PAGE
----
- Is there promotional material to introduce you to the product or help answer outstanding questions? Perhaps you have additional questions, or you need more information before you’re ready to make a purchase?
- Where can you find a particular product? In a store, catalog, or online? Once you make the purchase how can you get access to the product? Do have to pick it up from the store, will it be shipped, or is it available for download? All this and more goes into evaluating the purchase of most products and services.
And the same happens on the marketing side of things. It would be foolish to talk about individual parts, such as product or price, without addressing the entire package.
So when you’re promoting your office or a new service, make sure you address everything that’s part of the product or service mix. To get an idea about your marketing mix, ask yourself these questions:
- What hours would my patients prefer?
- Evening hours, weekend hours? House calls?
- How is my service different from the office down the street?
- How can I deliver unique benefits?
- What are the rates of my competitors?
- For a cash practice, how do patients feel about my rates?
- Do patients feel there is an equal exchange of value to price?
- How would raising rates affect my practice?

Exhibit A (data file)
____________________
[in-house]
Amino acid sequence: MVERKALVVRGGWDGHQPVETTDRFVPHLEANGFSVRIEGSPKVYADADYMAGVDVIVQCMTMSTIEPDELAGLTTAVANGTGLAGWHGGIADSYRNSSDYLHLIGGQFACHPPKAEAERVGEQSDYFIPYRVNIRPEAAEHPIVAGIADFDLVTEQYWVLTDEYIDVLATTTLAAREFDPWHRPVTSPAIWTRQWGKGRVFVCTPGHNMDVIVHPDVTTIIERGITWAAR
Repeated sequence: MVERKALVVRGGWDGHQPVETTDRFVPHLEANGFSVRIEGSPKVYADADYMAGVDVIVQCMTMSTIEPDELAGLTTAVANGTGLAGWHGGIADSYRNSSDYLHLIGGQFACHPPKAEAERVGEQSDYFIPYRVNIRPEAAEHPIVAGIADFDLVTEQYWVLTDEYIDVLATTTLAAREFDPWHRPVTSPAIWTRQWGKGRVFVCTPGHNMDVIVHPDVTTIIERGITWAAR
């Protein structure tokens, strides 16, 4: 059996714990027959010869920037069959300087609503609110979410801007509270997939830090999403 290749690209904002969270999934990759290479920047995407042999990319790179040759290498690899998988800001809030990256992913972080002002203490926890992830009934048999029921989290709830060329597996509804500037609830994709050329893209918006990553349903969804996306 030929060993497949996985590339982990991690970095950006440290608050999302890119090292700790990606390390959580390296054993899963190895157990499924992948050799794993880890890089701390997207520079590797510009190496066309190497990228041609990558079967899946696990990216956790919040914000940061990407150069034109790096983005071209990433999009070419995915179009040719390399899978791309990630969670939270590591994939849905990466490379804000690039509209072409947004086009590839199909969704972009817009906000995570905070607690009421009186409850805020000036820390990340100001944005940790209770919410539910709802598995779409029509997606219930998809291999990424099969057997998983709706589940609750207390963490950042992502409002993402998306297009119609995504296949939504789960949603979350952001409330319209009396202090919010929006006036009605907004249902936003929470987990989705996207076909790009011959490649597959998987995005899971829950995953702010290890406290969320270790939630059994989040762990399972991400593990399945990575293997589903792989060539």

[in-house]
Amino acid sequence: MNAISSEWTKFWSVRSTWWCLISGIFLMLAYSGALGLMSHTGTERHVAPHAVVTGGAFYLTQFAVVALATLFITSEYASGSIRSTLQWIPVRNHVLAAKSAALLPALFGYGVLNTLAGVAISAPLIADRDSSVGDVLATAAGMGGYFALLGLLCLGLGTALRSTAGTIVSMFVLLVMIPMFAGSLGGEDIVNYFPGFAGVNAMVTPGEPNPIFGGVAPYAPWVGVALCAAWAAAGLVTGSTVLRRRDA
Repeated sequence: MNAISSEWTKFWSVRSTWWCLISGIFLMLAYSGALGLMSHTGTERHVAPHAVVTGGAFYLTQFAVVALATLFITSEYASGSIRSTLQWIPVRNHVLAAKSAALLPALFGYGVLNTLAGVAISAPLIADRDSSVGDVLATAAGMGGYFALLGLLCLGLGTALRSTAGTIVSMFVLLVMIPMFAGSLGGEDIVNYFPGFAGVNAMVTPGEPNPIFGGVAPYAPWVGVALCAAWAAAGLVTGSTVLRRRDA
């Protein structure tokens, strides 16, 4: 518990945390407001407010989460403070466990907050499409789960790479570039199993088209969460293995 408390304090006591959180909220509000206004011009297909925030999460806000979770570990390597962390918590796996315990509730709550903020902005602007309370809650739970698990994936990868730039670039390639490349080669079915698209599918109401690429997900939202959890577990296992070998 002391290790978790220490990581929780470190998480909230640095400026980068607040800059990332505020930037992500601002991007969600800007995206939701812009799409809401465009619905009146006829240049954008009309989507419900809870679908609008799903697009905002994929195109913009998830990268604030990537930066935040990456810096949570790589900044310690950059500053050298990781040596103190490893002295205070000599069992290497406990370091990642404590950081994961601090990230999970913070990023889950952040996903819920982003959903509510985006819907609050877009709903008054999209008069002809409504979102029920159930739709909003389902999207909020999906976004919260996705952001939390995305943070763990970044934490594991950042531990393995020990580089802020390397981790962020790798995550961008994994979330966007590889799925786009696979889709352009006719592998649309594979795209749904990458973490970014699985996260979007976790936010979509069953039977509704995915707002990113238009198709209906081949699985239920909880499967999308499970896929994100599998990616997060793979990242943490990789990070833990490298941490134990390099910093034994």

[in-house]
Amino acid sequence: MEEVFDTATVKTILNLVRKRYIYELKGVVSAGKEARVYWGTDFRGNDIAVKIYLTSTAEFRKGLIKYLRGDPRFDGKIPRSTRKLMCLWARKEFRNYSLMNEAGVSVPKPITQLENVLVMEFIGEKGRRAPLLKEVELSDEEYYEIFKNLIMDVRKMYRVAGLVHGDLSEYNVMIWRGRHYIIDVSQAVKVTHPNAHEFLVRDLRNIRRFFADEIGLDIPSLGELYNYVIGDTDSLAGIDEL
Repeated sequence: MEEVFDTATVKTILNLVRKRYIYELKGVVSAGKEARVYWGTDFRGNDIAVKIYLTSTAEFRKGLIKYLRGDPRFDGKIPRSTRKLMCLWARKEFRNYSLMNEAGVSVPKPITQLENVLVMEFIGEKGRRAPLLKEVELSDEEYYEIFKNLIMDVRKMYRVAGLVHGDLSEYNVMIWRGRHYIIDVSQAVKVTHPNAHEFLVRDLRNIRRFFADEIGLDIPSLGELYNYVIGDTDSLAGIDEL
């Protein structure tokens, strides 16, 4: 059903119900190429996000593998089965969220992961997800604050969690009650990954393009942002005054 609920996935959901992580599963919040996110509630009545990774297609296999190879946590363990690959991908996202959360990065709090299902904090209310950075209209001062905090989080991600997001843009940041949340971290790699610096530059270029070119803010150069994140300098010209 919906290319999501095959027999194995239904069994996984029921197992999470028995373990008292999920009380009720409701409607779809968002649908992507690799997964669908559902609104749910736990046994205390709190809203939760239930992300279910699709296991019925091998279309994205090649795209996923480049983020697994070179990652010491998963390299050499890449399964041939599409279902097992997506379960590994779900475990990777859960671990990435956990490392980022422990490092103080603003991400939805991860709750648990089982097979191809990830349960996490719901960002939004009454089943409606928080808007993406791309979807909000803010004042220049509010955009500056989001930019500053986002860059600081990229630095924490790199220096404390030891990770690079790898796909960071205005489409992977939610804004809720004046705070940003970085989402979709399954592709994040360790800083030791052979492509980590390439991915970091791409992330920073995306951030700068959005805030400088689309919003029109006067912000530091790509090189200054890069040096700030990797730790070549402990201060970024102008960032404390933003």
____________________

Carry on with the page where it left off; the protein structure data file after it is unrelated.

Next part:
- How can I offer even more value to my patients?
- Are there practices in my area that offer the identical service?
- How many offices within a certain radius offer similar services?
- Do they accept new patients?
- How long is their waitlist?
- How accessible is my office to my customers?
- How easy is it to find my office? Is there adequate signage?
- How can I best reach my patients: with my website, through social media, newspaper ads?
- How do other offices promote their practice and their services?
- How could I adapt such promotions to my office?
- How can I promote my office, so it’s different from my competitors?
Use the above questions to get ideas and to help you formulate your own marketing mix to include in your marketing plan.
The final component of the marketing plan is establishing a budget to track the costs of marketing your practice.
But before you can create the budget, you must know what marketing activities you plan to implement and what resources you’ll need. Once you know that, put a dollar figure next to each item.
Consider how much you will need to allocate to each marketing activity. No matter if you plan to advertise online or offline, there will be some cost related to it.
Decide how much you will spend on marketing your practice, at start-up and ongoing. Remember, you don’t have to use multiple marketing channels. Focus on where you can reach your audience!
How Do You Get Started?
You must be willing to spend time researching your market, your competitors, and the various promotional methods available to you.
The data you’ll gather is the fuel that drives your marketing. For without it, you’d be shooting from the hip at best.
And remember, you don’t have to implement everything, all marketing strategies. Pick one or two things that resonate with you. Do them well and consistently, and you will get results!
Do you see why you need a plan to market your practice?
We’d love to hear from you… Tell us what you think and share your best marketing tips with us!
By Johanna Hofmann, MBA, LAc; regular contributor to the NPBusiness blog and author of “Smart Business Planning for Clinicians.”